The appetizers seem designed for sharing, which always scores points with me. Two stunningly delicious bison tacos with red chile and cilantro ($6): perched on freshly made masa tortillas, they’re spicy without being hot, neither dry nor soggy, everything you want in a taco and nothing extraneous. A bowl of cheese curds, specially flown in from Michael’s home state of Wisconsin, lightly deep-fried with spicy ketchup and an avocado aioli ($8). Something seasonal on two pieces of homemade toast: in the summer it was fava beans and arugula, in November it was mushrooms topped with generous slices of manchego ($9). Do you know that feeling, when you take a first bite of something truly amazing, of being disoriented, almost dizzy? The feeling that, for a moment, time has stopped? If you’ve never experienced it, or you want it again, head to Aceq and order the mushrooms on toast. Here are butter, onions and garlic as fairy dust.
There’s not a dish at Aceq that isn’t absolutely wonderful—or if there is, I haven’t found it and don’t expect to. Pork tenderloin with chipotle corn sauce and onion marmalade ($23), red chile creating a surprising spiciness for a pork dish, and none the worse for that. Rockfish (a new one for me, $24) prepared with a saffron beurre blanc , black quinoa and glazed carrots that flip the usual relationship between meat and vegetable—where the fish is light and airy, the carrots are substantial, almost beefy. Perfect rectangles of sautéed polenta with artichoke hearts ($18), which would make me utterly happy to be a vegetarian.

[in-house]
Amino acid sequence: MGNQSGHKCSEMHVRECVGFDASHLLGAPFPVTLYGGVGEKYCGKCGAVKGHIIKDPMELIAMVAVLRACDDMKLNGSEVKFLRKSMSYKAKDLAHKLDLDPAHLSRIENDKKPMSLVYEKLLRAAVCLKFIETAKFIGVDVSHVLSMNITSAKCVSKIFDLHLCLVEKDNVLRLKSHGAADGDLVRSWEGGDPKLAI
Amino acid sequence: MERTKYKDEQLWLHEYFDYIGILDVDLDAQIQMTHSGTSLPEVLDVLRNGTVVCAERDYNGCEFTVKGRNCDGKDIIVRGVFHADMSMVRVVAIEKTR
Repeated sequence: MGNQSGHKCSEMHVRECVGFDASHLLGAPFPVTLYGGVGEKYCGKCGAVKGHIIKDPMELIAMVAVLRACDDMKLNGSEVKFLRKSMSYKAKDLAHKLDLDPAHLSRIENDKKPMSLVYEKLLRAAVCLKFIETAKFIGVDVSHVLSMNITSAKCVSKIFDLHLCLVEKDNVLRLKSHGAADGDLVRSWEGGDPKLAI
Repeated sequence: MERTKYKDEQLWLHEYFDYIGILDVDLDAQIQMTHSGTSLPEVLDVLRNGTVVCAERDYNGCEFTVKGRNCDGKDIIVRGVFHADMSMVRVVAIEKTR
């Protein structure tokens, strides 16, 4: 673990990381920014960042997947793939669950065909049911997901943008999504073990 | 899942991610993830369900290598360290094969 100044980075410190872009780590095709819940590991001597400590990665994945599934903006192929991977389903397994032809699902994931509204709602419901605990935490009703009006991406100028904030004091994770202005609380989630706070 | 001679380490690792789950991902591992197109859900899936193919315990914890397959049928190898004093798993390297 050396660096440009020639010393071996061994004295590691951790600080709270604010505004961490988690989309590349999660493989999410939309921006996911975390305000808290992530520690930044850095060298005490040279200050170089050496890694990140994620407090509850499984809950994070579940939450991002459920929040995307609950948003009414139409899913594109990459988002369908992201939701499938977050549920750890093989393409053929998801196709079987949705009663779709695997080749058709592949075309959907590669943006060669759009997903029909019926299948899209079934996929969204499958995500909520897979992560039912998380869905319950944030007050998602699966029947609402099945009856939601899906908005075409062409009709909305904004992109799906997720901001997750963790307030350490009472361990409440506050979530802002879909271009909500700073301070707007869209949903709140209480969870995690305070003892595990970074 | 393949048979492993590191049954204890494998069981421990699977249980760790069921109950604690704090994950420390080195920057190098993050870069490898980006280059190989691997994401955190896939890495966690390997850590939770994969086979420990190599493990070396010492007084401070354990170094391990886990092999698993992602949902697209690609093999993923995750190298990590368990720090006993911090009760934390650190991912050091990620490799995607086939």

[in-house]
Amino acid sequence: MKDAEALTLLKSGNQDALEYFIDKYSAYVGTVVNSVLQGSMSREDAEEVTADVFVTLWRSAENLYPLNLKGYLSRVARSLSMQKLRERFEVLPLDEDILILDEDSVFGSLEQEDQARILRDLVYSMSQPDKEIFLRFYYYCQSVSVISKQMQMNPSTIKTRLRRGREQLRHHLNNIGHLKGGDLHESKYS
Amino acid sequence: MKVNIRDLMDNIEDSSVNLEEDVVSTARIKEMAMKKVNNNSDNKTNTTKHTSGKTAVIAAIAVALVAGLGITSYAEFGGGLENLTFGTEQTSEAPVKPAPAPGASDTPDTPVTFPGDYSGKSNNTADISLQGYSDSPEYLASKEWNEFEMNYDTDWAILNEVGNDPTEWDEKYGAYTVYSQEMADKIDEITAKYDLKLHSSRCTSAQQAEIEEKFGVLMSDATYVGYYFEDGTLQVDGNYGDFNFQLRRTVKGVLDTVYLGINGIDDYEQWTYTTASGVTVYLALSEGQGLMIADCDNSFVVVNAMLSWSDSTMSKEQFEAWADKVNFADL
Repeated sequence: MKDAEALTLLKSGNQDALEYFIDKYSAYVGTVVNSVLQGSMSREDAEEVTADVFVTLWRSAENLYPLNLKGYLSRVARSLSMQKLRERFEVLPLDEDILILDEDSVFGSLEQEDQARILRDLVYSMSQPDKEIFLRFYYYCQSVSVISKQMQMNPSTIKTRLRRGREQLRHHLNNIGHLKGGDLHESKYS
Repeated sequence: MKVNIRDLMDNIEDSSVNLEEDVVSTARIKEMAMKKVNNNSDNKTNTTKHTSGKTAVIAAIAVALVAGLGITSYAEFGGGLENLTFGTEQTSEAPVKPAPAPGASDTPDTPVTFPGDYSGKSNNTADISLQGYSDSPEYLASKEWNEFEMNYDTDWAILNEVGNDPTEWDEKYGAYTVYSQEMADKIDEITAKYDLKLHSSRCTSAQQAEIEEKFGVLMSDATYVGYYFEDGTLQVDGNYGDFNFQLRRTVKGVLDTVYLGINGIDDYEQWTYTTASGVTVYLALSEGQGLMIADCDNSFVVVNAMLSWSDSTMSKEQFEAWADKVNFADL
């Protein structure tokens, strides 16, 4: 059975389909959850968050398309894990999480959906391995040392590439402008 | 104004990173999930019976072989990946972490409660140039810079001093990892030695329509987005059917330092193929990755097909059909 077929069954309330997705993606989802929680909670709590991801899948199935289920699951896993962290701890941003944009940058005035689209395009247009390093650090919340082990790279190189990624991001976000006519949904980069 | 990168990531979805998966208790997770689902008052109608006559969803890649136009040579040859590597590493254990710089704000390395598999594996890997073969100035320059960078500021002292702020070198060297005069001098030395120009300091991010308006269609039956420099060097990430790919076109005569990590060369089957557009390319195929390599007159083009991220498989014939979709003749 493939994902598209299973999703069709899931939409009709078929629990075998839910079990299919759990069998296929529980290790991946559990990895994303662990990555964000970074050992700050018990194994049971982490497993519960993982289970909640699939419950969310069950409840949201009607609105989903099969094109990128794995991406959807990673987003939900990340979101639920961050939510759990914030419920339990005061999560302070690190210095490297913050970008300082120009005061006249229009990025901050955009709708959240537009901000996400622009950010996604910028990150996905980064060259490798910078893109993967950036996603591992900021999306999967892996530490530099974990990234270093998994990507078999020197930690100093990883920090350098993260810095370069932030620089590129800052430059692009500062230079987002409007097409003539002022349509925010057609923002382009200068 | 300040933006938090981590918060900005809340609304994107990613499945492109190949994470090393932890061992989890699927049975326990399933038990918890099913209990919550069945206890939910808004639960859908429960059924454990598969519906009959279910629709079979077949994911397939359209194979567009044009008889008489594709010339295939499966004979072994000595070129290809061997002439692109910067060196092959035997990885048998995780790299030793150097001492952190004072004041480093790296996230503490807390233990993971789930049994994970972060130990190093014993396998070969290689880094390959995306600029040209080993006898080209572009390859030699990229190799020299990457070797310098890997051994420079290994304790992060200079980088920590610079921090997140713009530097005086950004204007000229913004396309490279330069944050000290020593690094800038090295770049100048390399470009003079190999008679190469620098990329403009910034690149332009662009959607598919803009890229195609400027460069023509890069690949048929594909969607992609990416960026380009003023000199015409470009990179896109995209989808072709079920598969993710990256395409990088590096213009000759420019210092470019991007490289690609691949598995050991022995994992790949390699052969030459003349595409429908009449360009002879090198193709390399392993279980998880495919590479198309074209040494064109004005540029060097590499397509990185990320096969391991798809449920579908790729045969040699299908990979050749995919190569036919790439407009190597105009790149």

And now to dessert—though, to be honest, at Aceq I’m frequently tempted just to order more appetizers. Except for one thing: the lemon curd ($8). Made with buttermilk and bee pollen, it sits in a beautiful fog-tinted bowl on a bed of crumble scented with bergamot (the distinctive ingredient of Earl Grey tea). The first time I tasted this, last summer—when it came topped with a sprinkling of sunflower petals—it left both me and my companion as speechless as the mushrooms left us in November. This may be the best dessert in Taos County, if not the entire state of New Mexico.
Beware: if you ask for two spoons, thinking you’ll share it, you may well end up ordering a second. (Lara Santoro and I did that.)
There’s a varied wine list, and Michael gladly pours tastes, and generous glassfuls. I’ve tried a couple of dry whites, and usually end up with something from either Chile or Argentina.
“That must be a nice place to work,” observed another of my dining companions, on a freezing night, which inspired us to choose a table in the inner room, which is open to the kitchen. The chefs were engrossed in their work, bending low over the plates; the atmosphere was remarkably serene. In many restaurant kitchens, you get the sense that the space is just a little too small; but at Aceq, small as it is, the chefs get their due amount of elbow room. Aceq couldn’t be further from Gordon Ramsay-land, thank God. It made me think of Masaru Emoto’s book, “The Hidden Messages in Water,” in which he writes that molecules of water exposed to classical music are symmetrical and prettily-shaped, whereas those exposed to raucous noise and dissonance are gnarled and misshapen. Maybe it’s superstition, that food prepared in a state of calm focus must be better for you than food prepared by shouting, sweating adrenaline junkies, but I choose to believe it. It’s one of the many advantages of a small town: such things happen here.
480 State Road 150
TAOS MAGAZINE | JAN/FEB 2017